As I am thinking more and more about trajectory, and listening to advice from people a few years older than me the thought that I need to plan for longevity, not for quickness keeps coming up.
I was thinking about this as I was running this evening and suddenly realized that I was running too fast. I need to slow down. I need to slow way down, I can feel that this is a seven minute mile pace. Maybe faster. I can run this fast for maybe a mile, then I get worn out.
Then I realized how many other places in my life the idea of slowing down to be able to achieve distance applies. This is one of my favorite things about running; everything I think and feel about running is a lesson for the rest of my life. In running, I become my own teacher. I realize what does and does not work. I make adjustments for my failures, I try again after miserable runs and I celebrate after great speed or distance runs. These things are all relevant in the rest of my life.
“Distance, not speed,” is a thing I say to myself, quietly in my head, when I am running alone. When I am running with people, this is less of a problem. One running friend always says “I can’t keep up with this pace,” another says “I think I want to do a bit slower pace” and yet another always says “If you don’t slow down you’re going to hurt yourself.” Or similar things to those.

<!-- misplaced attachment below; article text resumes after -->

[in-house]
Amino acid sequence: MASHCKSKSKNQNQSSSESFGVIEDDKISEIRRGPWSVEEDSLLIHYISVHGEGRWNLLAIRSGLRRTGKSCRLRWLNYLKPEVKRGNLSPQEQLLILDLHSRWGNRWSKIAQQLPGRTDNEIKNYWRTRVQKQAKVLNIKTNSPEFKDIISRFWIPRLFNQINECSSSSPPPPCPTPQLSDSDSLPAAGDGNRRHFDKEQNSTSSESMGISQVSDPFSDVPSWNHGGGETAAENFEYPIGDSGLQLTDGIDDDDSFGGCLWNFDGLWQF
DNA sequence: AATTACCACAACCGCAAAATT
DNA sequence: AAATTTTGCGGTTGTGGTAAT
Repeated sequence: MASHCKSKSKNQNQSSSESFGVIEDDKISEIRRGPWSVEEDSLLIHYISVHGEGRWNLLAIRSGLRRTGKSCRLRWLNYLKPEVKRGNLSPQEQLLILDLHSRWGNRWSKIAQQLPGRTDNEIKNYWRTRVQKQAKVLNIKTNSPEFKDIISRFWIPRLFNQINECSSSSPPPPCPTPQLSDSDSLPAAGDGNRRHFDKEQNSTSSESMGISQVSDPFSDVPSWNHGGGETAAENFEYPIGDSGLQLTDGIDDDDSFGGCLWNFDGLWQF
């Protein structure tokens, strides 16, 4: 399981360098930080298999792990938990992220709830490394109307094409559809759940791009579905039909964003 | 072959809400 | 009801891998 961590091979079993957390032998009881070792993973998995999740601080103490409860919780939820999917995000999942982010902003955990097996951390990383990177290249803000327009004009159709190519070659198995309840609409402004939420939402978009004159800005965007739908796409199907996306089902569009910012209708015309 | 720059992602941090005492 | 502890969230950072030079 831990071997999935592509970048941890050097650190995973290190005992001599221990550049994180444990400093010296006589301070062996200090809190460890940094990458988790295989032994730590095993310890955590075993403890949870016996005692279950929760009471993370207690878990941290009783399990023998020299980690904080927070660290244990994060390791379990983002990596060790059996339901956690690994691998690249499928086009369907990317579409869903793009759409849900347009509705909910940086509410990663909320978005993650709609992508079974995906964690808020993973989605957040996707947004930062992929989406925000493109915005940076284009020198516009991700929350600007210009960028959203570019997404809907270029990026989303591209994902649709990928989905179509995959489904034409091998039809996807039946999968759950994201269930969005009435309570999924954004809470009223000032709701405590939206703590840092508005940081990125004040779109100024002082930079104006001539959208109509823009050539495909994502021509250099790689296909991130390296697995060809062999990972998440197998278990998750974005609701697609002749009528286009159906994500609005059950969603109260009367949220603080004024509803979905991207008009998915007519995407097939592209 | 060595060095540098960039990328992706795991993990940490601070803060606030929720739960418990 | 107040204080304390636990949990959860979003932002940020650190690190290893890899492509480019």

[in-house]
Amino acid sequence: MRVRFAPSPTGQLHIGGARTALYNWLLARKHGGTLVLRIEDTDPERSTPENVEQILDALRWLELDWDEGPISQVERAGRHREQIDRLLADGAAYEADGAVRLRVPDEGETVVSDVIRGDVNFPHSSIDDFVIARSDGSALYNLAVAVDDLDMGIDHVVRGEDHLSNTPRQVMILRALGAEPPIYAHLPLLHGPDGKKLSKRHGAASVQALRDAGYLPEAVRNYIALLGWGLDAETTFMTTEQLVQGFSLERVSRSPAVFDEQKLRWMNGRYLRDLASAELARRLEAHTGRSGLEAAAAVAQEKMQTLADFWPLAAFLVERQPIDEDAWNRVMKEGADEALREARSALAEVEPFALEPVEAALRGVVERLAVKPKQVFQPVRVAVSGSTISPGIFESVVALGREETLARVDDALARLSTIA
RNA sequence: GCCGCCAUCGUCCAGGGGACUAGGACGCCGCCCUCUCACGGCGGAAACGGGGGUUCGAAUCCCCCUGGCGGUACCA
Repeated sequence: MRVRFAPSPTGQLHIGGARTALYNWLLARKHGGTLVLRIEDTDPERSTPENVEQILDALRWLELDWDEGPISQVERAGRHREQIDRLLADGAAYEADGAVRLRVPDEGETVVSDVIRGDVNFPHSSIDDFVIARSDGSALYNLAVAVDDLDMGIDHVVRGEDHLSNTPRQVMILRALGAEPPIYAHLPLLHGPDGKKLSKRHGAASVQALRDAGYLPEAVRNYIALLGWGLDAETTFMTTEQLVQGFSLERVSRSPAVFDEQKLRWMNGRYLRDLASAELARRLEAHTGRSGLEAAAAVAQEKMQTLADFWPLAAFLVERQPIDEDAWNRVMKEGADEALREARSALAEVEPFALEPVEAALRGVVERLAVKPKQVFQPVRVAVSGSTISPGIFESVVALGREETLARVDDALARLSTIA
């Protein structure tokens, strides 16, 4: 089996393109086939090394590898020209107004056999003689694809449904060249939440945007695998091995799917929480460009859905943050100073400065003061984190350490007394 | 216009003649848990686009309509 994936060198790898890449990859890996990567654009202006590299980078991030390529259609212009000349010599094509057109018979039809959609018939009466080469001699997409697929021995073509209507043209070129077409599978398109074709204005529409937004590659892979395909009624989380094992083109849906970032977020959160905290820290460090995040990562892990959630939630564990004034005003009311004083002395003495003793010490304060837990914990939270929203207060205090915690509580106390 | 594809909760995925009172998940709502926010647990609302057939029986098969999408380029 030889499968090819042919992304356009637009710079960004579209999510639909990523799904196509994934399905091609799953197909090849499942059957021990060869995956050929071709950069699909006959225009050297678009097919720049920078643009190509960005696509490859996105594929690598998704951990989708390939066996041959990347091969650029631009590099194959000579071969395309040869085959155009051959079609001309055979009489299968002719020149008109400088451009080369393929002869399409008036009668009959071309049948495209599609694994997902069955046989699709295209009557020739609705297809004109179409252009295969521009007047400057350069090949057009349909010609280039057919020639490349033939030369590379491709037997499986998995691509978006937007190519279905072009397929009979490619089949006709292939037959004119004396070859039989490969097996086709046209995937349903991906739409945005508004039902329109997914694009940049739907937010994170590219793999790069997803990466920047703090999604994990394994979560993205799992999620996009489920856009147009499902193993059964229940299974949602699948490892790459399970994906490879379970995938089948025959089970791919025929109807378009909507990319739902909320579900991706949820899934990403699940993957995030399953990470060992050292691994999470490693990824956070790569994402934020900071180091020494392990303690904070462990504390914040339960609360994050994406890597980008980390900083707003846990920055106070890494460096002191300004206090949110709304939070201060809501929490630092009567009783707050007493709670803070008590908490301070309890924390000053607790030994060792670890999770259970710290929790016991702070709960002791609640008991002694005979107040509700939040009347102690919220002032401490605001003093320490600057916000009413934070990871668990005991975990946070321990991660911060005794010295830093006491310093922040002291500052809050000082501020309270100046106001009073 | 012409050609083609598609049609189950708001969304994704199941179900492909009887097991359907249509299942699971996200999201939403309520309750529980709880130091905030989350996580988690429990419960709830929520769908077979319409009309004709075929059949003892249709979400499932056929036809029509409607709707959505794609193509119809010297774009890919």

When I look at the rest of my life, I feel that February is a month that could completely change my finances from slightly in credit-card debt to mostly out of credit card debt. February is a month that has few plans, which means lots of time to cook well, eat well, workout, run and generally take care of myself.
February could be the foundational stone to the rest of the year, the month that sets me in a good place.
But I have to be disciplined and practiced, which, on my own, is not a thing I am particularly good at.
I just need to remember; Distance, Not Speed.
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